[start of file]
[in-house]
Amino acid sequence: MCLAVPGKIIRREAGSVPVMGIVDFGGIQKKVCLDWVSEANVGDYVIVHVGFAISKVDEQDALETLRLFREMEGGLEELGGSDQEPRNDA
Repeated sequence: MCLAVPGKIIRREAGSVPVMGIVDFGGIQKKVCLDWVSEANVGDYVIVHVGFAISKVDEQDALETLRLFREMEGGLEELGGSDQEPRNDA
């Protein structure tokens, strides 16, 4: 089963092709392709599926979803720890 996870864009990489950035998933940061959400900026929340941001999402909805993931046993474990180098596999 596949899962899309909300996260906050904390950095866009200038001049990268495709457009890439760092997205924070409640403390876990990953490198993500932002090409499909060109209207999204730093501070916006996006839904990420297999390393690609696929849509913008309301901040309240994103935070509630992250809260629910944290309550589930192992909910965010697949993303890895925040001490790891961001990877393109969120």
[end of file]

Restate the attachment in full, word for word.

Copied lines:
[in-house]
Amino acid sequence: MCLAVPGKIIRREAGSVPVMGIVDFGGIQKKVCLDWVSEANVGDYVIVHVGFAISKVDEQDALETLRLFREMEGGLEELGGSDQEPRNDA
Repeated sequence: MCLAVPGKIIRREAGSVPVMGIVDFGGIQKKVCLDWVSEANVGDYVIVHVGFAISKVDEQDALETLRLFREMEGGLEELGGSDQEPRNDA
């Protein structure tokens, strides 16, 4: 089963092709392709599926979803720890 996870864009990489950035998933940061959400900026929340941001999402909805993931046993474990180098596999 596949899962899309909300996260906050904390950095866009200038001049990268495709457009890439760092997205924070409640403390876990990953490198993500932002090409499909060109209207999204730093501070916006996006839904990420297999390393690609696929849509913008309301901040309240994103935070509630992250809260629910944290309550589930192992909910965010697949993303890895925040001490790891961001990877393109969120």